Sippin Gypsy Guest Post: How To Survive An International Flight With Kids by Kayla of Our Start
Cheers Sippin Gypsy Travelers! This post comes to you from my friend Kayla of Our Start with some great tips for helping you prepare for flying with kids. As a mom and lover of travel, I really appreciated her suggestions, and have used several myself when traveling with my boys! Enjoy!
How to Survive an International Flight with Kids
Travel has so many benefits. Traveling exposes people to new cultures and new ways of seeing the world. Kids benefit from travel just as much if not more than adults. While traveling is fun and exciting, getting there requires a lot of steps. Flying is efficient and quick. At the same time, international flights with kids pose certain challenges. An international flight may take hours or even days to complete if there's a long layover. Parents need to think about ways they can help their kids relax and even enjoy long international flights with their children. There are many ways to help kids cope with the stress of leaving home and heading to another country. Careful, detailed advanced preparation along with an understanding of each child's precise needs is the best way to have a happy family trip from the very first moment it begins.
Ready and Rested
All kids need sleep. In fact, they need more sleep than adults. Teens also tend to have a clock that makes them stay up later at night and makes it harder for them to get up in the morning. Several days before the flight, push kids to get to bed earlier. Having enough sleep is one of the best ways for kids to feel at their best before boarding, during the flight and afterwards. Sleep also enables kids to communicate better with parents and reduces their feelings of being out of sorts.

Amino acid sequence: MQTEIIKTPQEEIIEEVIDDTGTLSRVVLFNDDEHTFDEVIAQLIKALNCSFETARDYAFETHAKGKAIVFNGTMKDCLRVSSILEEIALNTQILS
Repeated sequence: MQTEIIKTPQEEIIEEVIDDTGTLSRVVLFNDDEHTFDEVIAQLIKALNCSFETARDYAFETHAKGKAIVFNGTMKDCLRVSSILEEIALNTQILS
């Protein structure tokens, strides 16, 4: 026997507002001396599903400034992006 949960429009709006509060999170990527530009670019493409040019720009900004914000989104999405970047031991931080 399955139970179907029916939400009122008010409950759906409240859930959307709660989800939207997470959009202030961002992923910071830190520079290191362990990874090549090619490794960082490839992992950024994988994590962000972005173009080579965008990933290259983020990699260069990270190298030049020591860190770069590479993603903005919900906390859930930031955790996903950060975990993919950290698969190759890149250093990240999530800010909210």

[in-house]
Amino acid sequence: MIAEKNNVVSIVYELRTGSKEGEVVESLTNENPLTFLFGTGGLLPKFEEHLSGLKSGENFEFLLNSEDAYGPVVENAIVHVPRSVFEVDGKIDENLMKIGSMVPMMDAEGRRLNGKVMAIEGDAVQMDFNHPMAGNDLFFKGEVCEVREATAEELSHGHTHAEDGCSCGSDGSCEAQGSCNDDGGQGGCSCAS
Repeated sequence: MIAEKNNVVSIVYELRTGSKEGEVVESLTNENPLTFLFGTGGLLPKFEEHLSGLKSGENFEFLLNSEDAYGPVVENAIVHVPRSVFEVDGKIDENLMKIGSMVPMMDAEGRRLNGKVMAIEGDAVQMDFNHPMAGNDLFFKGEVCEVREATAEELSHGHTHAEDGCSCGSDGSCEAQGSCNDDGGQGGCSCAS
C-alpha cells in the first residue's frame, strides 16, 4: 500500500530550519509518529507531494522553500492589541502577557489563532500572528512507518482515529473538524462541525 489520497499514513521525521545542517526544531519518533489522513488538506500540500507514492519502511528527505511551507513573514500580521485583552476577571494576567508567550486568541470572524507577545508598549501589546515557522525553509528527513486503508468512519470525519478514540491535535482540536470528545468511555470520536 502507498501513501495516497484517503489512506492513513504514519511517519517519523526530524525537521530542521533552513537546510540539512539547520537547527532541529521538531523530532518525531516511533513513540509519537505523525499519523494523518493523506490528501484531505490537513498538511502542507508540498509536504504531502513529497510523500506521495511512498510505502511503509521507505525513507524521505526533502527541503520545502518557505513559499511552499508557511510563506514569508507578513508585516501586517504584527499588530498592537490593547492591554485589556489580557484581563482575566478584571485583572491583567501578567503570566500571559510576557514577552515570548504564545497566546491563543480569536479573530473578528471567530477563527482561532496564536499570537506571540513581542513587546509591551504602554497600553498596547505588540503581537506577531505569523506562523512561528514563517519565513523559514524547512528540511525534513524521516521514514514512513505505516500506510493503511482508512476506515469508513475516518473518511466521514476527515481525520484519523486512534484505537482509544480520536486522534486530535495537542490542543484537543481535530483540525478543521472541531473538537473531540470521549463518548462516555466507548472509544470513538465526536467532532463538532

While luggage restrictions make it hard to bring what children want when they're traveling by plane, it's possible to be thoughtful and work with such restrictions to help kids items they want with them as they travel internationally. Kids can participate in the act of packing. Let them do the investigating before boarding. Many airlines have a detailed list of what is allowed and what is not. Let the child do much of the packing of their own bags so they'll like what they have with them as they travel.
Interest Kids in the Route
International travel by air is incredibly exciting. During the course of the route, travelers can cross many bodies of water and many different countries. Kids should take the time to learn about where they're going. Kids can explore the exact route they're going to take in great detail. For example, if they are flying over parts of Europe, before the trip is the time to study the cultures of places like France and The Netherlands. Parents can encourage kids to study the history, culture and languages of each place and then point it out as they travel.